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A sizzling afternoon with Miguel Syjuco

April 16, 2010 5:52pm
It was a sizzling 34 degrees outside on a sunny Wednesday afternoon, but inside the Filipinas Heritage Library, the only warm thing was a stimulating conversation with Miguel Syjuco.

Moderating the lively discussion was Andrea Pasion-Flores, Executive Director of the National Book Development Board. Syjuco sat between the two guest panelists, penman Dr. Jose Y. Dalisay and Milflores President Antonio Hidalgo. Also on the panel was Maria Riccia Angeles-Knust of Macmillan Philippines.

Author-of-the-moment Miguel Syjuco (center) is flanked by fellow writers Butch Dalisay (left) and Tony Hidalgo at the forum.

Impeccably dressed and charming, Syjuco bore none of the typical starving artist look. Sure enough, Syjuco, who says he is "nothing but a Filipino," thinks of writing as his main job instead of how it usually is – a hobby.

Syjuco, whose list of survival hobbies (things he did to put food on the table while working on his novel) includes being a bartender, a medical guinea pig, an assistant bookie at horse races, and an Ebay vendor, works hardest at his writing. Bringing home the bacon is just the beginning of what critics say will be a promising career.

After winning locally with the 2008 Palanca Grand Prize for the unpublished manuscript of his thick (more figuratively than literally) novel Ilustrado, he gained worldwide recognition by bagging the Man Asian Literary Prize for the same book in the same year.

Syjuco said he attempted to get it published in the Philippines, but got no help. Later, he discovered that his manuscript was already circulating on the Internet.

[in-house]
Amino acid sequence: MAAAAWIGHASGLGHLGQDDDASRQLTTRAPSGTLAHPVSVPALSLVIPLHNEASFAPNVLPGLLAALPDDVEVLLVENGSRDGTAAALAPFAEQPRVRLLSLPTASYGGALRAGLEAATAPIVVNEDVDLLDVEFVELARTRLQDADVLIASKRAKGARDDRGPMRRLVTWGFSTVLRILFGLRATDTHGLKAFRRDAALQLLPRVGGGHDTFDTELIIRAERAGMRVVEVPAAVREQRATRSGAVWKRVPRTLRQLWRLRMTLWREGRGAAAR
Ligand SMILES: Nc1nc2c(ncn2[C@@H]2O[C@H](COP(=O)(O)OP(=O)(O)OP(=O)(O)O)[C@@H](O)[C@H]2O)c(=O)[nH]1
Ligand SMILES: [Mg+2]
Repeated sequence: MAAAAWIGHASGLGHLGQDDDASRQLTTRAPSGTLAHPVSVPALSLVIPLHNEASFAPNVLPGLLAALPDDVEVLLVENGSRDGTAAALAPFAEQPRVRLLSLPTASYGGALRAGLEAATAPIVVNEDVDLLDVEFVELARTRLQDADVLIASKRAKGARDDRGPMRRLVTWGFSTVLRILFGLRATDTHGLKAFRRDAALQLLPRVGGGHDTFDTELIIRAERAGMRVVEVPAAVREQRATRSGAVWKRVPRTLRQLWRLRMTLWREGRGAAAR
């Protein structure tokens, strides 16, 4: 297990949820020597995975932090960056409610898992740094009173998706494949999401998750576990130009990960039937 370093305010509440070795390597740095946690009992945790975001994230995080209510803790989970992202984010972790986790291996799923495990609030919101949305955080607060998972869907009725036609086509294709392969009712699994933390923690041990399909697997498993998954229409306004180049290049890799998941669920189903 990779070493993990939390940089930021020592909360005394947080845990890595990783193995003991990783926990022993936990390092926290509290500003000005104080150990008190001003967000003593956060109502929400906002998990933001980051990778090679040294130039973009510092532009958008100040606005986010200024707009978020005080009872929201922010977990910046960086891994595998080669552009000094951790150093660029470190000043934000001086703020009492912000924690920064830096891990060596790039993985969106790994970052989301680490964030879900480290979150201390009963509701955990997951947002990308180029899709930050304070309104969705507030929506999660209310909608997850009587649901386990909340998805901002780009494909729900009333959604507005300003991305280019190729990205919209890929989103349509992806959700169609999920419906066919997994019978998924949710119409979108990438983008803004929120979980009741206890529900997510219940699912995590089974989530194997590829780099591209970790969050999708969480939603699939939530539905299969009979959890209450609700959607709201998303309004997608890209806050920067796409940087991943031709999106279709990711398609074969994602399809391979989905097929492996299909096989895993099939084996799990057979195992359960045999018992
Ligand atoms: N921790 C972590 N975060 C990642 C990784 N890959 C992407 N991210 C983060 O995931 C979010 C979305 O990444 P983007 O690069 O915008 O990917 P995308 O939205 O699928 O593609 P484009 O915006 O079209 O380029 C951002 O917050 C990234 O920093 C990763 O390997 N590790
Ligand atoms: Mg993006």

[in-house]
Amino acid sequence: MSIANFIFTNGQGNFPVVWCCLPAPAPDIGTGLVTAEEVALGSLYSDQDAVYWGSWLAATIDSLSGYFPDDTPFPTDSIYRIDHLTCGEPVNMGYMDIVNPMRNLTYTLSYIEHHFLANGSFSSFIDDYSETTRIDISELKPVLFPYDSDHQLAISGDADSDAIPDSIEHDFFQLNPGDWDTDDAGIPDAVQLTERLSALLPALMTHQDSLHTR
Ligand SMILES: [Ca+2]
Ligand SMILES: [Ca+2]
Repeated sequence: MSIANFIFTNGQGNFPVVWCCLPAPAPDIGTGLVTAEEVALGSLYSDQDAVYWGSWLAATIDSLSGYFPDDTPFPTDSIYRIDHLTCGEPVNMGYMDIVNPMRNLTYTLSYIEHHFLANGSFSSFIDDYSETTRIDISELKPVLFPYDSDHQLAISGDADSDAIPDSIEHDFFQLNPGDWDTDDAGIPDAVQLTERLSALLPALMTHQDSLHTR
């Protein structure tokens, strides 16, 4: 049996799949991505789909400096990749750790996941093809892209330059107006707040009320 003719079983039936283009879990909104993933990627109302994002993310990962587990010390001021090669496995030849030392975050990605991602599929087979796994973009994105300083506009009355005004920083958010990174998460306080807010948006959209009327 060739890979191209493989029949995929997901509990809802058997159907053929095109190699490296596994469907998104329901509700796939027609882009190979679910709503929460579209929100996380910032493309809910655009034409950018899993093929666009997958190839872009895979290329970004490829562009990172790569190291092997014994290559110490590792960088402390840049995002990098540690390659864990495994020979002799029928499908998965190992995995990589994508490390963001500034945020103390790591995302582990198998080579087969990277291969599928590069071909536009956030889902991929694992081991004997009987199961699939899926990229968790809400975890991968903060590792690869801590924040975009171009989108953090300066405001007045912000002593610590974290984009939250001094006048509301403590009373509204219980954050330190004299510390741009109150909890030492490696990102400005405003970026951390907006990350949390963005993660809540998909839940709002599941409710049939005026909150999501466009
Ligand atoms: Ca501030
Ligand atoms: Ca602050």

He said then that he would "really beat them up." This was probably about as serious as his answer to the question, "What do you wish someone would ask you?" To this, he replied he had never been asked to get married, and would accept all offers.

Syjuco comes across as polite, sweet, and intelligent (but we know that much - he is, after all, on a scholarship towards a Ph.D at the University of Adelaide in Australia).

In the middle of the conversation, Syjuco acknowledged his mother's presence, and gave some very Pinoy (read: sentimental) words of gratitude.

Mrs. Syjuco later bought a copy of Ilustrado and fell in line with the rest of the crowd to have the book signed. She said it hadn’t occurred to her to have it signed later on, and besides, her son was leaving the next day for Hong Kong.

In the audience were other writers, critics, and fans. Syjuco was especially pleased to see Gregorio Brillantes. Syjuco could not help but thank him for inspiring him, and Brillantes replied with praise for Ilustrado, and thanks in return.

Syjuco signs a copy of the book while his mother (right) waits for her turn. "Everyone else was lining up," she said.

Brillantes also informed the audience about page 113, where he is mentioned. Some people later approached him and asked him to sign their copies of Ilustrado, and the Palanca Hall of Famer gladly obliged.

It was a small room fit to burst with a mutual admiration society, and one wonders if the book will make it to the masses.

As one member of the audience pointed out, Ilustrado is a novel that respects its readers. It's challenging, but it trusts that the reader is smart enough to stick with it and, as writer-critic Tony Hidalgo said, it is ultimately rewarding.

Discussed were audience (who do you write for?), language (we need more translators for all the undiscovered talent of writers who don’t write in English or Filipino) and, of course, writing.

Writing for Syjuco is a conversation, and above all, work. He doesn't believe in writing rituals, writer’s block, or inspiration. What he does believe in is sitting down and getting to work.

“I believe in sitting down and working your ass off every day, like a job. It is an art, when you do it very well, but you don’t have to be ‘arte,’" he said.

And he should know. His four-year struggle with Ilustrado involved near-giving up, several separate color-coded documents, numerous workshops in his masters' classes at Columbia University, and some memorable eureka moments.